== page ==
“As you shift your gaze from the Mt. of Olives towards the West, you can see the walls of the Old City of Jerusalem. The golden dome – the Dome of the Rock/Kubat Al Sachra – clearly marks the skyline of ancient Jerusalem.”
Standing at the southern overview of Jerusalem, I have said these words countless times, having had the privilege to join countless travelers to Israel on their journey of a lifetime. These words are part of a general introduction, shared with travelers, who have very recently landed at Ben Gurion airport, collected their luggage, gathered around their rabbi or cantor, ascended to Jerusalem, and taken their first steps into the Land and State of Israel.
“According to Islam, The Dome of the Rock is believed to be the site from which Mohammed ascended to heaven. In Jewish tradition, the rock below the dome is the rock on which Abraham almost sacrificed his son Isaac. Fortunately for us, this didn’t happen, or we are most likely not having this conversation.”
The daze of the arrivals halls usually doesn’t faze the weary travelers. As long as their travels may have been, as many sleepless moments they may have endured, it is precisely at this moment that their adrenaline kicks in. Meeting the smiling Israeli guide is exactly what they have been waiting for, and are more than ready to head to the bus, say “Shalom” to the driver, and set out on their way.
“The walls of the Old City are only about 500 years old – in the grand scheme of this land – not very old. They are, however, built on foundations of much older walls, built 2000 years ago.”
With my back to the road, one hand on the mic, the other anchored firmly on the overhead compartment, it is always powerful to see the wonder in their eyes as we drive through the Shfela (Judean) foothills, pass by the chassis of War of Independence era trucks, follow the ever expanding road, just south of the village of Abu Ghosh, and make our final approach to the capitol. Truthfully, this wonder is often hidden behind closed eyelids, but I know that in just a few moments, many will be seeing Jerusalem for the very first time. An integral part of the role of the guide is to know when not to speak. The moment the bus crosses that last ridge, following the topographical contours of the road, is one that is best shared in silence.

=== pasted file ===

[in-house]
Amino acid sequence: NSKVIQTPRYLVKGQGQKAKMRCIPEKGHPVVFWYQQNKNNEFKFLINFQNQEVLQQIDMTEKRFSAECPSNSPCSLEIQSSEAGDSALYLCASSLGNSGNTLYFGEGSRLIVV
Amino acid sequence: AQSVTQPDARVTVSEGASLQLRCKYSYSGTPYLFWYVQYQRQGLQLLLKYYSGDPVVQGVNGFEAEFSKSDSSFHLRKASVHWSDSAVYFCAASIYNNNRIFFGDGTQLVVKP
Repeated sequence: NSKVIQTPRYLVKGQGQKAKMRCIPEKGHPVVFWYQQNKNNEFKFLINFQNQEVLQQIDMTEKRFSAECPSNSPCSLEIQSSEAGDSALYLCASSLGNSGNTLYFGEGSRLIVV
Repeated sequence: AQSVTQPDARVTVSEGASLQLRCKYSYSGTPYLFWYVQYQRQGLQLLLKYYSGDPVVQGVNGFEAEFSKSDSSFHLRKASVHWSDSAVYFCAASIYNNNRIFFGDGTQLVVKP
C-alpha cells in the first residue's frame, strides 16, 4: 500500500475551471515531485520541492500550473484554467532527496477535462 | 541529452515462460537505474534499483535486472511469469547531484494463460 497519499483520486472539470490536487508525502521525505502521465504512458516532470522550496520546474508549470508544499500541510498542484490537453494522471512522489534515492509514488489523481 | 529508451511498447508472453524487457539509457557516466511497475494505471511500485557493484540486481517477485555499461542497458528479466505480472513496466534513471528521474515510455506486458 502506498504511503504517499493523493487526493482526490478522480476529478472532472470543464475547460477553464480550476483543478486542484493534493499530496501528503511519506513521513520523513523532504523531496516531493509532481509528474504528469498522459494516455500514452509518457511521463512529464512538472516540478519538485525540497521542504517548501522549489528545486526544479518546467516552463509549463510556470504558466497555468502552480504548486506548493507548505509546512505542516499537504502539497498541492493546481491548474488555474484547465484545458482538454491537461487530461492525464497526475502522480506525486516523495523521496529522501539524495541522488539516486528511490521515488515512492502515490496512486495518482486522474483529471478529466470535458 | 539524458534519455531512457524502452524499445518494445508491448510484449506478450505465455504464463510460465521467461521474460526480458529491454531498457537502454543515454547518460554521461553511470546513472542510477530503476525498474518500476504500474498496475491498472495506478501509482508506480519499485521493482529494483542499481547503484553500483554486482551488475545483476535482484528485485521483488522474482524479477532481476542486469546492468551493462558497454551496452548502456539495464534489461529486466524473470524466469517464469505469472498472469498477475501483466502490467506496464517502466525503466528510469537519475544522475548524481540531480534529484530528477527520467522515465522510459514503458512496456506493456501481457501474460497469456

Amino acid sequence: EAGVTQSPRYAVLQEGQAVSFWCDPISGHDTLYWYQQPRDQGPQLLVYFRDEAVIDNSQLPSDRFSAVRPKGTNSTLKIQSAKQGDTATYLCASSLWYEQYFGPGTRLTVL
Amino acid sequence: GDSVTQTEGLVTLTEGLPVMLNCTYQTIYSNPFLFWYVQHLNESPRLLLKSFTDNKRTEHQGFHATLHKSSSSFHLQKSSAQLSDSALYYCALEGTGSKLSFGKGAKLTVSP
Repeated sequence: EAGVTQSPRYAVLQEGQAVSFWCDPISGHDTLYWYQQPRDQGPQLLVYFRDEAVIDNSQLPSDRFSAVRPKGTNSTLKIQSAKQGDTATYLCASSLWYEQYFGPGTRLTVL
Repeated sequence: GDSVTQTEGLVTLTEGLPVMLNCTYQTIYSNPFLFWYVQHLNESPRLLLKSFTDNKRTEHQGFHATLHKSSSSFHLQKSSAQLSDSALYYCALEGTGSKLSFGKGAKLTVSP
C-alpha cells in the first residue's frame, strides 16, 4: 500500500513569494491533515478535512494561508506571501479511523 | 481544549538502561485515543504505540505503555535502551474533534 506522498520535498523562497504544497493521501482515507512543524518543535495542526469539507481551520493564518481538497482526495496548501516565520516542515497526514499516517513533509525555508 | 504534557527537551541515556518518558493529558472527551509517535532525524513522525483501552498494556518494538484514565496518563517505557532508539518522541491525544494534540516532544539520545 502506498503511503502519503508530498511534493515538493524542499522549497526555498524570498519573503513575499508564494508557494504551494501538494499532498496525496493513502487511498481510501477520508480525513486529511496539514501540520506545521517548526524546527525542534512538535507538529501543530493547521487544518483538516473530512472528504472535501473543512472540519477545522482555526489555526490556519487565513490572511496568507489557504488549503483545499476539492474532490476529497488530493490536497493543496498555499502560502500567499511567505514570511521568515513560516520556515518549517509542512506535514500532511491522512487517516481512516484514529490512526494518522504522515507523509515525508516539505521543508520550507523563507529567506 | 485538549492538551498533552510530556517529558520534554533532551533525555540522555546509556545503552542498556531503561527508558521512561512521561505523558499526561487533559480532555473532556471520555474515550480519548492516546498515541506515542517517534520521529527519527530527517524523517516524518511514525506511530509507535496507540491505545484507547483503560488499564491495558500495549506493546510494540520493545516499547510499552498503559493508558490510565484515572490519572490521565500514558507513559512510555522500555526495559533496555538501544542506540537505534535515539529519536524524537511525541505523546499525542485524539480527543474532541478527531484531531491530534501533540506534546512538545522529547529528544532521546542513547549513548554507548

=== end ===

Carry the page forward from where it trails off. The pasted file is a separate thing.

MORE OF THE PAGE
“From the Dome of the Rock, moving along, we can see the grey domes of the Church of the Holy Sepulcher; for many streams of Christianity, their most holy site. As our view departs the Old City, we encounter the New City of Jerusalem, the King David Hotel, YMCA, the first neighborhoods and the newest buildings. Scattered amongst them all, we can see the national bird of Israel – the crane.”
(This remark is usually when a brief awkward silence penetrates the moment, but soon enough, is followed by laughter – real or forced – it doesn’t matter. This particular joke is one that has been told by generations of guides, and for just as long, has been as painful to say as it has been to hear. The levity the moment provides is worth it, however, as the group begins to internalize the idea that if the guide is brave enough to share such a joke, this has to be an open and safe environment for all.)
Heads turning left and right, a Jerusalem-themed song filling the inner sanctum of the bus, and stolen glances with loved ones, it becomes clear – whether it is their first actual time in Israel or a return trip -- this is the very first time we are all seeing Jerusalem together, and there is something sacred in that realization.
“How fortunate are we to have – built into our Jewish tradition – tools that help us find words to express those moments when we are speechless. The Shehecheyanu blessing is one such tool. A blessing said or sung, with guitar or without. A blessing for new moments or for moments that have been renewed.”
Soon, the group will mark the moment in another traditional manner – the first group picture. But for now, as they join their clergy in these ancient words, arms around each other, swaying slightly, I can only imagine that that for them, this path of “new beginning,” is one in which the past meets the present, the memory of others no longer with us, is as present as the memories being created, even as they look out onto the convergence of the old and the new unfolding before them.
Regardless of how many times I have seen this moment unfold, I always find myself in the moment and a part of it. How lucky am I?
Uri M. Feinberg is a tour guide in Israel, where he has lived for most of his life. A Jewish educator for the past 20 years, Uri works to strengthen Jewish Identity, create relationships with the State of Israel, and encourage Jewish communities in North America to ask questions. Along with his wife Meryl and three daughters, Uri is an active member of Kehillat YOZMA, the Reform community of Modiin.
View all posts by Uri M. Feinberg